Intravitreal bevacizumab treatment for neovascular glaucoma: Histopathological analysis of trabeculectomy specimens

Noriko Yoshida, Toshio Hisatomi, Yasuhiro Ikeda, Ri Ichiro Kohno, Yusuke Murakami, Hiroyuki Imaki, Akifumi Ueno, Kimihiko Fujisawa, Tatsuro Ishibashi

Research output: Contribution to journalArticlepeer-review

11 Citations (Scopus)


Background: Neovascular glaucoma (NVG) is a serious complication for patients with proliferative diabetic retinopathy (PDR). Bevacizumab is a full-length humanized monoclonal antibody that binds all isoforms of vascular endothelial growth factor (VEGF). Recently, encouraging results regarding the off-label use of intravitreal bevacizumab (IVB) for the treatment of NVG have been reported. We evaluated the histology of bevacizumab-treated trabeculectomy specimens to clarify IVB's biological effects on angle neovascularization. Methods: We retrospectively reviewed the charts of a consecutive series of 15 eyes of 13 patients who underwent trabeculectomy to treat NVG caused by PDR. In ten eyes of eight patients, 1.25 mg bevacizumab was injected intravitreally via the pars plana. Using light or electron microscopy, the surgically excised trabecular tissue was compared to that without IVB. Results: Light microscopy revealed decreased edema, fibrin deposition, inflammation and vascular congestion in the trabecular meshwork in specimens with IVB compared to those without IVB. Electron microscopy revealed endothelial cell degeneration in the bevacizumab-treated specimens. Conclusions: The biological effects on angle neovascularization after IVB may involve reduced vascular permeability, decreased inflammatory reaction, loss of vascular function, and endothelial cell degeneration.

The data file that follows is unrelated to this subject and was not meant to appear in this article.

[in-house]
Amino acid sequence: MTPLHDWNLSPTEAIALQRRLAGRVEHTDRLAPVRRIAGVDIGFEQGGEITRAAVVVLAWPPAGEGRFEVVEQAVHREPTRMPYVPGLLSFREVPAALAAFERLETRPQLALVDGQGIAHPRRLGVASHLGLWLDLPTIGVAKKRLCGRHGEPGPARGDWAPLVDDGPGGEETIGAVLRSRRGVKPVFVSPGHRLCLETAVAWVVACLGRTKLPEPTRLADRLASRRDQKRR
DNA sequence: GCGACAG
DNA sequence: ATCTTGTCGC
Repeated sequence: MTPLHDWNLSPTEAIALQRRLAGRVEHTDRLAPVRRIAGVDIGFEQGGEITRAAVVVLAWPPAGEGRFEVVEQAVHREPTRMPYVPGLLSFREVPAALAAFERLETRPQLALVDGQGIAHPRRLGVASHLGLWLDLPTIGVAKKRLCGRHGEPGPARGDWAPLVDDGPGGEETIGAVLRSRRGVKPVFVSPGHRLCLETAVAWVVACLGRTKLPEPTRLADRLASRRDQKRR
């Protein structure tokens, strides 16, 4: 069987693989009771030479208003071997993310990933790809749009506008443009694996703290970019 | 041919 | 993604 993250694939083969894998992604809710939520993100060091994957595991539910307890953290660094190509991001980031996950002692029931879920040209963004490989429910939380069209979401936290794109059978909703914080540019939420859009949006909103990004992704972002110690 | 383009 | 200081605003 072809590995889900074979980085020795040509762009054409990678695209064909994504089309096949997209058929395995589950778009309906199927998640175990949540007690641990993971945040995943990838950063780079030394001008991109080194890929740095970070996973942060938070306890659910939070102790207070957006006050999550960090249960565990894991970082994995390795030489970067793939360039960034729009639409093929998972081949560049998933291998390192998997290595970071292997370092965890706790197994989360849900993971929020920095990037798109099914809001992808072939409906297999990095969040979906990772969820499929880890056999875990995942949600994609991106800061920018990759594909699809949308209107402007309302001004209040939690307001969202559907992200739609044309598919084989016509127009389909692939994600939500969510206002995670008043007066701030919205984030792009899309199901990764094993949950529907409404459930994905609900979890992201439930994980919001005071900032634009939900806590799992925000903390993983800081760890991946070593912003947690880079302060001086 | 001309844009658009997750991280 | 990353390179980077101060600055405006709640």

Original languageEnglish
Pages (from-to)1547-1552
Number of pages6
JournalGraefe's Archive for Clinical and Experimental Ophthalmology
Issue number10
Publication statusPublished - Oct 2011

All Science Journal Classification (ASJC) codes

  • Ophthalmology
  • Sensory Systems
  • Cellular and Molecular Neuroscience


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